The holidays mean higher sales — and more fraud
- The holiday selling season means a huge spike in online and in-store traffic and sales, but it also brings more fraud, according to research from Forter. Fraud attacks increased by 13% last year, according to the 2018 Fraud Attack Index from Forter.
- The most common targets for fraud by category are digital goods, electronics, and food and beverage. From Q1 2017 to Q1 2018, digital goods — which include gift cards, e-books, music, gaming and business-oriented services like hosting and software solutions — saw a fraud attack rate increase of 167%. Fraud attacks on electronics rose 66%, and food and beverage increased 60%. In other categories, jewelry and luxury products rose 38%, and apparel and accessories went up 7%, Forter reported.
- The most common types of holiday retail fraud are account takeover (ATO), discount and coupon abuse, return abuse, and transactional fraud. ATOs went up 31% last year. Coupon abuse increased consistently, up 217% from Q4 2017 to Q1 2018. Return abuse spiked 119% following Cyber Monday, but then declined 65% in Q1 2018. Online transactional fraud will more than double by 2020 to $25 billion, according to a report by Juniper Research cited by Forter.
With Halloween fast approaching, the early phase of 2018’s fourth quarter shopping season is already underway. This begins a time of fast-paced selling that will account for as much as 30% of online retailers’ annual revenue, per the National Retail Federation, with Halloween spending reaching an estimated $9 billion this year. This marks the beginning of an increase of fraudulent activity directed at retailers, reported Instart in a press release emailed to Retail Dive.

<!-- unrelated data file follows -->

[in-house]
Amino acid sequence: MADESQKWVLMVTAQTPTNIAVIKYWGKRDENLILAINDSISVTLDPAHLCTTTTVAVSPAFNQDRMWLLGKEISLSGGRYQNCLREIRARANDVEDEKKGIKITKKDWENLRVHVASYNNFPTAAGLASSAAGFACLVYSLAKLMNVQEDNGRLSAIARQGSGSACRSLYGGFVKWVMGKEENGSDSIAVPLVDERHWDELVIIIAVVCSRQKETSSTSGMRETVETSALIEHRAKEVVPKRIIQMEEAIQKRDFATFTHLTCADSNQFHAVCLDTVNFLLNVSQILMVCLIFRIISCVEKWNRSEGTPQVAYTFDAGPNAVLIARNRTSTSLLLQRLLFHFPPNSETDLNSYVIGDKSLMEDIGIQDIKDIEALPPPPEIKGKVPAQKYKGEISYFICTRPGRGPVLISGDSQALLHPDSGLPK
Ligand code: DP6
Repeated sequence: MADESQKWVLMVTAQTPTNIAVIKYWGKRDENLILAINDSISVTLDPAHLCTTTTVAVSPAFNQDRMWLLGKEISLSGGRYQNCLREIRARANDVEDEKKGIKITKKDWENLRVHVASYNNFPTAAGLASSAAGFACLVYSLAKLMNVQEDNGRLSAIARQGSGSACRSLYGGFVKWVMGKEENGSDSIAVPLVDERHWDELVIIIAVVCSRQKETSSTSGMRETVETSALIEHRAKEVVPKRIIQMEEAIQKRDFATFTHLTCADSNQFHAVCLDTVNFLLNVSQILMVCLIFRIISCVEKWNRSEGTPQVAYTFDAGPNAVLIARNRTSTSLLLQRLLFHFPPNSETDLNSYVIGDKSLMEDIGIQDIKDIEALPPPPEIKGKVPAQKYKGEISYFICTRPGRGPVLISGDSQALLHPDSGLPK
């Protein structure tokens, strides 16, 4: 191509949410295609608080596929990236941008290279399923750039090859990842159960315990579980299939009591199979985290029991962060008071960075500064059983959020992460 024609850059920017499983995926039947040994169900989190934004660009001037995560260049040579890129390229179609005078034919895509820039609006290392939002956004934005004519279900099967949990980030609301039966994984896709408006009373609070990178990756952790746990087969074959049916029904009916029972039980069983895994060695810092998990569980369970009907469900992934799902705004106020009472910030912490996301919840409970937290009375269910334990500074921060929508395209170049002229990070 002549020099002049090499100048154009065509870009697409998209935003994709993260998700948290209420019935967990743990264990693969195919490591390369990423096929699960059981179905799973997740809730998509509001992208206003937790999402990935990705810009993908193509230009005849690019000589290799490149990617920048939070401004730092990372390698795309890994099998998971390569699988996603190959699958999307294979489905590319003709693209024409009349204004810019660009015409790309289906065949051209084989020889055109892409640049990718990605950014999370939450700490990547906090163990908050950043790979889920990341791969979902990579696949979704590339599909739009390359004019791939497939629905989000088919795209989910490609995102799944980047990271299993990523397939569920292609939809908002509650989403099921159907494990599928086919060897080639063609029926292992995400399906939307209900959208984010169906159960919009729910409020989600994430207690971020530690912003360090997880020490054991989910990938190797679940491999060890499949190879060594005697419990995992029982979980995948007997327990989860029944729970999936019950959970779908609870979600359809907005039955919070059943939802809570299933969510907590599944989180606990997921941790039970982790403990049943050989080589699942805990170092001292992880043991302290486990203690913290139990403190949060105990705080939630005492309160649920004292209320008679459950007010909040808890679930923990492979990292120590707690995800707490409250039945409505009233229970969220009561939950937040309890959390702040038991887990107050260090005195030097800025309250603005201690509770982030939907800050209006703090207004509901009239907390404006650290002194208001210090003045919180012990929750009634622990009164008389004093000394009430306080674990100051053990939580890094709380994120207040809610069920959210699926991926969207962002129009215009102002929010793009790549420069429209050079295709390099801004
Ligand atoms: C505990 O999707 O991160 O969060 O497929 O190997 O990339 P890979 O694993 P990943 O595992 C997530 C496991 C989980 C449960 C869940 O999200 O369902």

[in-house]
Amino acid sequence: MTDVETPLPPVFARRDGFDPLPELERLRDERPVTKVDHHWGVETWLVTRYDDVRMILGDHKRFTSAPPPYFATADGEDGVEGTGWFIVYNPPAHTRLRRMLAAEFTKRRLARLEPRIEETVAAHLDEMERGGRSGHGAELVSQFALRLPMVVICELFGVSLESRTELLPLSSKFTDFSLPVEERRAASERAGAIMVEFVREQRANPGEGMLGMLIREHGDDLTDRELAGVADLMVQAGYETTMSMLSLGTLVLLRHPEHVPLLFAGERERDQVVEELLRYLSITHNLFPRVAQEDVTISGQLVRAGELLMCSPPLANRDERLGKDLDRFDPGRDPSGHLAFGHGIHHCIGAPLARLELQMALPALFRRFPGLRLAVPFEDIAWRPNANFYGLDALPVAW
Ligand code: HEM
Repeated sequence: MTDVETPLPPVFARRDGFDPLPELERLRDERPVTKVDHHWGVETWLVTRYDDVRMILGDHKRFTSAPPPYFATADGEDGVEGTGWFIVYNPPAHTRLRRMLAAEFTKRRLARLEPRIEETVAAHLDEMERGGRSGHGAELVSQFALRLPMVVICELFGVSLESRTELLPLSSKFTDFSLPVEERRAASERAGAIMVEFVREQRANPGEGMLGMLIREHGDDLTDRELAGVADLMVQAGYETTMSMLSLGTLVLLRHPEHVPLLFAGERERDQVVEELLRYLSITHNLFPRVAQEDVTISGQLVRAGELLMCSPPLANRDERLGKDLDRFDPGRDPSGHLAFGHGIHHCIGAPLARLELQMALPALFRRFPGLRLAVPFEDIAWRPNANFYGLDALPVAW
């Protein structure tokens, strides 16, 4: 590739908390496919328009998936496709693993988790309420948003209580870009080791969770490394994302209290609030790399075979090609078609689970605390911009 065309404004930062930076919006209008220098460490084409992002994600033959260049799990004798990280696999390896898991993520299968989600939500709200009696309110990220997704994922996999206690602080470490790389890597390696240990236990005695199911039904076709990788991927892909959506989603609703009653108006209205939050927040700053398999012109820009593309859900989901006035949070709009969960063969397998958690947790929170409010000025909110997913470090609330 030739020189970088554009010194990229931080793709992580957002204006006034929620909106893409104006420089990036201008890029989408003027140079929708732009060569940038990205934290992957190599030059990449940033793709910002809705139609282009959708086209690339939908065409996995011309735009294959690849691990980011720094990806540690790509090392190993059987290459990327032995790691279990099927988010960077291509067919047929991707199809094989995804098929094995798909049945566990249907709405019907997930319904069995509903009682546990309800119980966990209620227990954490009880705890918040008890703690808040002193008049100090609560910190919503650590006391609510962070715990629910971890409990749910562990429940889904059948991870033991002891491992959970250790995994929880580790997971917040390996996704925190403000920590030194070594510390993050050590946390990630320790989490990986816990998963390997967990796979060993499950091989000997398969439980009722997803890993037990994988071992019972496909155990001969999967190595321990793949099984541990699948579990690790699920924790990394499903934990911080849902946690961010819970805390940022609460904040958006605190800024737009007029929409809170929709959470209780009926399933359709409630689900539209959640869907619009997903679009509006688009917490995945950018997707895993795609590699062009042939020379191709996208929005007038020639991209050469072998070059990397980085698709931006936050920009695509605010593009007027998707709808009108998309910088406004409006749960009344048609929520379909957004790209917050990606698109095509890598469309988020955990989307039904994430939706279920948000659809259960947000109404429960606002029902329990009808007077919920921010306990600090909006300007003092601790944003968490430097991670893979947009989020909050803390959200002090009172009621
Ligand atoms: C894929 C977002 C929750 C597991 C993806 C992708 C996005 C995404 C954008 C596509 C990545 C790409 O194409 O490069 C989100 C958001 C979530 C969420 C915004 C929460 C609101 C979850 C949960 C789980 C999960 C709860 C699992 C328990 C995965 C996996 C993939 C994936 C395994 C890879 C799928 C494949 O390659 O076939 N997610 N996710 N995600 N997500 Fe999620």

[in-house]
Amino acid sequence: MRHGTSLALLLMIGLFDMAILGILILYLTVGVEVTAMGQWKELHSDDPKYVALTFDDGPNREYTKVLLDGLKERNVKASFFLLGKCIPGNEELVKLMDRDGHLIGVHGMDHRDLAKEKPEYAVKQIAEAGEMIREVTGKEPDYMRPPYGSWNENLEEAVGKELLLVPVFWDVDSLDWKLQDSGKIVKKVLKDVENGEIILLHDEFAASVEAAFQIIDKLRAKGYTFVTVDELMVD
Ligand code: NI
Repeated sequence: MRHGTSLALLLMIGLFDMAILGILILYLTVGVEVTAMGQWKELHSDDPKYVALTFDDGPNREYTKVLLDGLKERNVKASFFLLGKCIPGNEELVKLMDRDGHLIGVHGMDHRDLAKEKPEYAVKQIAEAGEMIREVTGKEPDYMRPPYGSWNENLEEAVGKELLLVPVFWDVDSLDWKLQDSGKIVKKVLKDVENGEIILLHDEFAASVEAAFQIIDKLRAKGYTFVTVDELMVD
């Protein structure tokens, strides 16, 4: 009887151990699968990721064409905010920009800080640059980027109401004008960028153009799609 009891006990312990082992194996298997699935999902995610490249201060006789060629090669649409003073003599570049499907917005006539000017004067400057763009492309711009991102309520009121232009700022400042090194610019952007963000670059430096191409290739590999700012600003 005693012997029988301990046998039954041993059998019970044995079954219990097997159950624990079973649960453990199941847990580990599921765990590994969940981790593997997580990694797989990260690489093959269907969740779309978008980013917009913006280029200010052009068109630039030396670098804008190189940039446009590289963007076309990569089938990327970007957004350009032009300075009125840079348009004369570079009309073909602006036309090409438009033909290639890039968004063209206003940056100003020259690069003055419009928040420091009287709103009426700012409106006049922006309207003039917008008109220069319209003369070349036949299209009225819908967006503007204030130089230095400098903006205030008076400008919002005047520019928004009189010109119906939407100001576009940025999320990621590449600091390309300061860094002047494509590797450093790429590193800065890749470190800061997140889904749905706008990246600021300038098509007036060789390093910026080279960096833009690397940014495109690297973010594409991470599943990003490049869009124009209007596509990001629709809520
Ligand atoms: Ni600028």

E-commerce will be hit hard. Last year, online fraud attempts increased 22% during the holiday season, from Thanksgiving to Christmas, ACI Worldwide reported. Organized retail crime rings are also a factor, resulting in $30 billion in annual costs, $17.6 billion in return fraud, with 90% of retailers report being victimized, according to TransUnion. This activity will heighten in the fourth quarter.
Every dollar of fraudulent transactions cost merchants $2.94, up from $2.77 a year ago, a year-over-year increase of 6%, said LexisNexis Risk Solutions. E-commerce and internet-related avenues of attack contribute to this bad news, but knowing what types of fraud are increasing and how merchants can defend themselves will help, Forter said in its 2018 Fraud Attack Index.
A recent study from Chargebacks911 found that cyber-shoplifting was a factor in $19.4 billion in chargeback losses suffered by merchants. This is nearly two-thirds of the total $31 billion in chargeback costs last year. While chargebacks and return fraud are an immense problem, Forter cautioned retailers against blacklisting good customers from returning unwanted merchandise. They recommended that retailers look at metrics and analytics in order to tell the difference between a true abuser of returns and a customer who needs to make several returns in a short period of time.
Unlike a good customer blocked from returning goods, the real fraudsters are increasing in sophistication. "In a world where consumers' online lives are rich and complex, spanning multiple devices, locations and payment methods, fraudsters now have access to an unprecedented level of technology and data to make committing fraud easier than ever before," Forter said.
One factor resulting in the increase of fraud related to digital goods, such as gift cards, is a streamlined purchase process where less information is required than other goods. Electronics combine high price points and attractive consumer appeal, making them more desirable for fraudsters, Forter said. Jewelry and luxury retailing is another high price and margin segment that fraudsters are drawn to. Better defense mechanisms and fraud protection systems, likely resulting in more payment friction, may help these numbers to go down.